Photo: Progress from Sean MacEntee Flickr photo stream

The UK is at a cross roads in terms of BME mental health policy. Sadly the recommendations made by the Centre for Mental Health report ‘Breaking The Circle of Fear’, (launched over 10 years ago), many of which contributed to the development of Department of Health policy around ‘Inside Out’ and ‘Delivering Race Equality’, are yet to be fully adopted. However, the report was influential in other ways, such as playing a role the development and launch of Catchafiya the national black service user led movement supported by the Afiya Trust. The fact of the matter is, that in spite of their age, the Breaking the Circle report along with other reports (such as the Race Equality in Mental Health report from the NHS Confederation) are still highly relevant today. This demonstrates the lack of meaningful progress in addressing issues of BME inequality in mental health provision. The energy and leadership for transformation and change feels light years away as many of the home truths of the black community are still routinely ignored.

We require a major rethink on policy development in racial inequalities, and we need to acknowledge that mental health is one aspect of many wider issues affecting BME communities. Issues of racial inequality and structural inequality are intermixed, we cannot address one without addressing the other, since to do so is to only address half of the problem.

There is no consensus or collective approach to tackling racial inequalities in mental health services, meaning that politicians and policy makers are easily influenced by clinicians in seeking solutions and answers. The current mainstream discourse  presented by psychiatrists and academics suggests that you cannot blame mental health services for the over representation of black people, as they are simply responding to issues of structural rather than racial inequality, (this view is clearly articulated in the AESOP research project looking at mental illness within the Caribbean community). Although this is an important point, just like the racialised politics of policing and the lack of minority representation in Parliament, the Judiciary and the board room, it nonetheless lets everyone off the hook!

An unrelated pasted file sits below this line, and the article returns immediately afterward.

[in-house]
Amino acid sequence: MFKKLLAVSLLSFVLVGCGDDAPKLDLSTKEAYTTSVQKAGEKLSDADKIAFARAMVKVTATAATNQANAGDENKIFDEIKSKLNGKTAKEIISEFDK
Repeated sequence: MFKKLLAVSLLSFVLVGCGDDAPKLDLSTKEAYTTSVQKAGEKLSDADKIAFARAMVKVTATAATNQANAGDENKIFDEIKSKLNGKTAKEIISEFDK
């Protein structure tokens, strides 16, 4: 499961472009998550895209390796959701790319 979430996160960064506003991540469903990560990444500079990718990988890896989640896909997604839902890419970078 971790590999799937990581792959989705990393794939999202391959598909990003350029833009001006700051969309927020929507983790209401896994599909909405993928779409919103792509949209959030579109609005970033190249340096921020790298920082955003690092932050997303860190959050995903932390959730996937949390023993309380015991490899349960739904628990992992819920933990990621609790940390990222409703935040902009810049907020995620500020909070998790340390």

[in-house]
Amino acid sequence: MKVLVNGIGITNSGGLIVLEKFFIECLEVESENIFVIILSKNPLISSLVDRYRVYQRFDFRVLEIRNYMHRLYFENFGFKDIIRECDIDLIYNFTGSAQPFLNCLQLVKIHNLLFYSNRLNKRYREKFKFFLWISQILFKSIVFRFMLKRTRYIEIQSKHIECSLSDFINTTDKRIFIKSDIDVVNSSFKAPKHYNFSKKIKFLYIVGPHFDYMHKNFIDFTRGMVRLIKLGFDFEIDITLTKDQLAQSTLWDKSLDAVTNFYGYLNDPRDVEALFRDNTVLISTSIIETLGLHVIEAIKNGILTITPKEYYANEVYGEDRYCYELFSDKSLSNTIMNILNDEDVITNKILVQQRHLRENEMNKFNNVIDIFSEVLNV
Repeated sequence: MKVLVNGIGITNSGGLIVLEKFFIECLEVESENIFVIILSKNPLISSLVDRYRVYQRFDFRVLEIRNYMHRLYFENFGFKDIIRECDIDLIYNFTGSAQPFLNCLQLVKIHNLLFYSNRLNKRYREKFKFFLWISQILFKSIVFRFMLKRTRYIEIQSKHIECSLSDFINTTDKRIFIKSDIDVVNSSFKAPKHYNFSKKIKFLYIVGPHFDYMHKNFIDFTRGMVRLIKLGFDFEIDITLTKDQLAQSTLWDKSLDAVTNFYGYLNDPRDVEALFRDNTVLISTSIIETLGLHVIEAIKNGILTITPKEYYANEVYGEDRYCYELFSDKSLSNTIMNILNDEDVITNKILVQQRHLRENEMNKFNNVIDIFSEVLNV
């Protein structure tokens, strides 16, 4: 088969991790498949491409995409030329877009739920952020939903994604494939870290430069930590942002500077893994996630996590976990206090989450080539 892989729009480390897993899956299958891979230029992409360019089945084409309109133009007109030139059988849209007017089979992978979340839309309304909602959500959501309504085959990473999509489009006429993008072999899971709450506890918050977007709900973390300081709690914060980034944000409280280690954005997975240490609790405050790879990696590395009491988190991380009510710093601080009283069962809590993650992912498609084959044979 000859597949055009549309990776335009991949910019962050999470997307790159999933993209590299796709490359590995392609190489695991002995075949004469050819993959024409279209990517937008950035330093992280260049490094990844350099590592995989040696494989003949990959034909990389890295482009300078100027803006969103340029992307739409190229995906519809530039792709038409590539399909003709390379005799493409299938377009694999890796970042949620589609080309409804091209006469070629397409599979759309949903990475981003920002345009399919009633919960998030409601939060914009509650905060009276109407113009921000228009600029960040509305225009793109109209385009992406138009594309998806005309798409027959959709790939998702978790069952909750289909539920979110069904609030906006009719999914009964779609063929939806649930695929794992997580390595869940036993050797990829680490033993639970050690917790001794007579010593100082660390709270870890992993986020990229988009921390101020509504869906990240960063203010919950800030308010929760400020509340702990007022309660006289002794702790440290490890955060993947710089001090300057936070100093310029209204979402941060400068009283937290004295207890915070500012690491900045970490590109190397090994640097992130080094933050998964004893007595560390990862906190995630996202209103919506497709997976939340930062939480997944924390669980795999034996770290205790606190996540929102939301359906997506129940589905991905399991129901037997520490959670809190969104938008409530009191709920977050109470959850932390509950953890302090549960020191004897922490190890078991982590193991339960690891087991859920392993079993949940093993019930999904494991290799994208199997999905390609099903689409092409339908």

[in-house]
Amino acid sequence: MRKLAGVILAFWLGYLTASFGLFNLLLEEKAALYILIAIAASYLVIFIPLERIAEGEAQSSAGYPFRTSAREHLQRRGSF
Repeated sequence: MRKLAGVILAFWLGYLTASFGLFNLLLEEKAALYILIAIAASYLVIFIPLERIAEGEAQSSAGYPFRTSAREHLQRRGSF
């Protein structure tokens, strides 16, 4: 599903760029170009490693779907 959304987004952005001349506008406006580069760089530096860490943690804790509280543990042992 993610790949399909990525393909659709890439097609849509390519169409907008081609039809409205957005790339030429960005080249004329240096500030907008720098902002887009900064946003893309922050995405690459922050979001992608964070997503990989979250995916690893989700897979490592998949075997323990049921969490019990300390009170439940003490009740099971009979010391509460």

Similarly, we have to look at the impact of discrimination and racism against BME staff in the NHS workforce, particularly at senior management and board level which has a correlation with the experiences of service users (see the recent report from Roger Kline)

We had over 30 years of race equality training, strategies, pledges, and indicator sets which have failed to shift the agenda, much to the dismay of many service users, front-line staff, senior system leaders, activist and politicians. This further adds to the malaise and perception that ‘BME mental health’ is an intractable issue that is impossible to address.

In the meantime, new trends in psychosis and mental ill health are emerging within the BME communities. Current austerity measures will only serve to exacerbate these trends, as the marginalised are pushed to the extremes in all aspects of their lives. Thus we need to create a new agenda by exploring structural racism in society and its impact on services by coming to terms with many of these historical inequalities. This is needed in order to create the right conditions of reconciliation and trust that have the potential to transform policy making and services development. The Tutu Foundation concept of Ubuntu that Nelson Mandela and Bishop Tutu promoted in South Africa with the formal ending of legal apartheid and introduction of The Truth and Reconciliation Commission provides an example of the sort of conditions required for this transformation.

We also need impact assessment, particularly within African and Caribbean communities on the legacy of enslavement that continues to influence our personal and family relationships, and cultural identity. Furthermore we have to counter the stigma, stereotypes and misunderstanding which are built into mainstream thinking from the media, policy makers and service providers that mean black people are still seen as Mad, Bad and Dangerous. The ingrained prejudice and stigma against the Mad, Bad, Dangerous and Black presents a massive challenge to the BME community involved in  the mental health system.

There needs to be mainstream delivery and accountability of services as part of an affirmative action programme or a distinctive race equality strategy to target and make direct action across how services and the care pathway and other stakeholders can be held to account.

In the context of tackling mental health and the concept of parity of esteem the equality agenda is absent (despite the legislation). This should be extended beyond physical and mental health but also incorporate race, gender and LGBT equality as a mantra to tackle over-representation in inpatient care, extend culturally relevant talking therapies, revisiting commissioning models and empowering service users, carers and the wider community around leadership and accountability.

About the author: Patrick Vernon (OBE) is the  founder of Every Generation Media (, and an Associate Fellow at the Centre for History of Medicine, Warwick University